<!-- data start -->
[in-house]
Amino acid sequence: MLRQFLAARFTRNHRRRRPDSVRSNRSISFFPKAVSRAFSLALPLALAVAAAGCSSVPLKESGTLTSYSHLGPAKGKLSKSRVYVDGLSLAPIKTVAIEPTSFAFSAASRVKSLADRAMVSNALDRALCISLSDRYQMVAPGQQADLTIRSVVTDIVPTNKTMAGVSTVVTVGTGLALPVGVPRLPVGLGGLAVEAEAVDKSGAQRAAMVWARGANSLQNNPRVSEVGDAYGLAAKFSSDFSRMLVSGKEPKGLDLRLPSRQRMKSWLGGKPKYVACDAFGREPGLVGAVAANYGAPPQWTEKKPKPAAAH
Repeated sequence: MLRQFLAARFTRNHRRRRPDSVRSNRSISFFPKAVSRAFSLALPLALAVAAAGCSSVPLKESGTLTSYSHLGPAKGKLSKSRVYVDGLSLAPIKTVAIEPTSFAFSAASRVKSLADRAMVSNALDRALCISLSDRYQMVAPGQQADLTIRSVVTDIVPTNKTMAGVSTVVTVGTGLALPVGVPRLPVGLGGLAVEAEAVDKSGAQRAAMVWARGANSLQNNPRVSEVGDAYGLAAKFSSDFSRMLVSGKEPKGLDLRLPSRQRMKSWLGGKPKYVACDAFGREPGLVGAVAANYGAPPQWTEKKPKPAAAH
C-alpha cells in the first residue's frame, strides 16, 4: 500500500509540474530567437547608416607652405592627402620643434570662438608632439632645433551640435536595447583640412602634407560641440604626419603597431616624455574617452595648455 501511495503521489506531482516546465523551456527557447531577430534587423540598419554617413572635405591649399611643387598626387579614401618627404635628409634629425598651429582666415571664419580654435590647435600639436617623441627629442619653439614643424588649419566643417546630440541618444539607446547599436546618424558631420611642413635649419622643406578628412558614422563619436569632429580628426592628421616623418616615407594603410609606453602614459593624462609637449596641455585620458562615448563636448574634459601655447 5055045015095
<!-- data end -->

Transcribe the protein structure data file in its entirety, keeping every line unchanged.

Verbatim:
[in-house]
Amino acid sequence: MLRQFLAARFTRNHRRRRPDSVRSNRSISFFPKAVSRAFSLALPLALAVAAAGCSSVPLKESGTLTSYSHLGPAKGKLSKSRVYVDGLSLAPIKTVAIEPTSFAFSAASRVKSLADRAMVSNALDRALCISLSDRYQMVAPGQQADLTIRSVVTDIVPTNKTMAGVSTVVTVGTGLALPVGVPRLPVGLGGLAVEAEAVDKSGAQRAAMVWARGANSLQNNPRVSEVGDAYGLAAKFSSDFSRMLVSGKEPKGLDLRLPSRQRMKSWLGGKPKYVACDAFGREPGLVGAVAANYGAPPQWTEKKPKPAAAH
Repeated sequence: MLRQFLAARFTRNHRRRRPDSVRSNRSISFFPKAVSRAFSLALPLALAVAAAGCSSVPLKESGTLTSYSHLGPAKGKLSKSRVYVDGLSLAPIKTVAIEPTSFAFSAASRVKSLADRAMVSNALDRALCISLSDRYQMVAPGQQADLTIRSVVTDIVPTNKTMAGVSTVVTVGTGLALPVGVPRLPVGLGGLAVEAEAVDKSGAQRAAMVWARGANSLQNNPRVSEVGDAYGLAAKFSSDFSRMLVSGKEPKGLDLRLPSRQRMKSWLGGKPKYVACDAFGREPGLVGAVAANYGAPPQWTEKKPKPAAAH
C-alpha cells in the first residue's frame, strides 16, 4: 500500500509540474530567437547608416607652405592627402620643434570662438608632439632645433551640435536595447583640412602634407560641440604626419603597431616624455574617452595648455 501511495503521489506531482516546465523551456527557447531577430534587423540598419554617413572635405591649399611643387598626387579614401618627404635628409634629425598651429582666415571664419580654435590647435600639436617623441627629442619653439614643424588649419566643417546630440541618444539607446547599436546618424558631420611642413635649419622643406578628412558614422563619436569632429580628426592628421616623418616615407594603410609606453602614459593624462609637449596641455585620458562615448563636448574634459601655447 5055045015095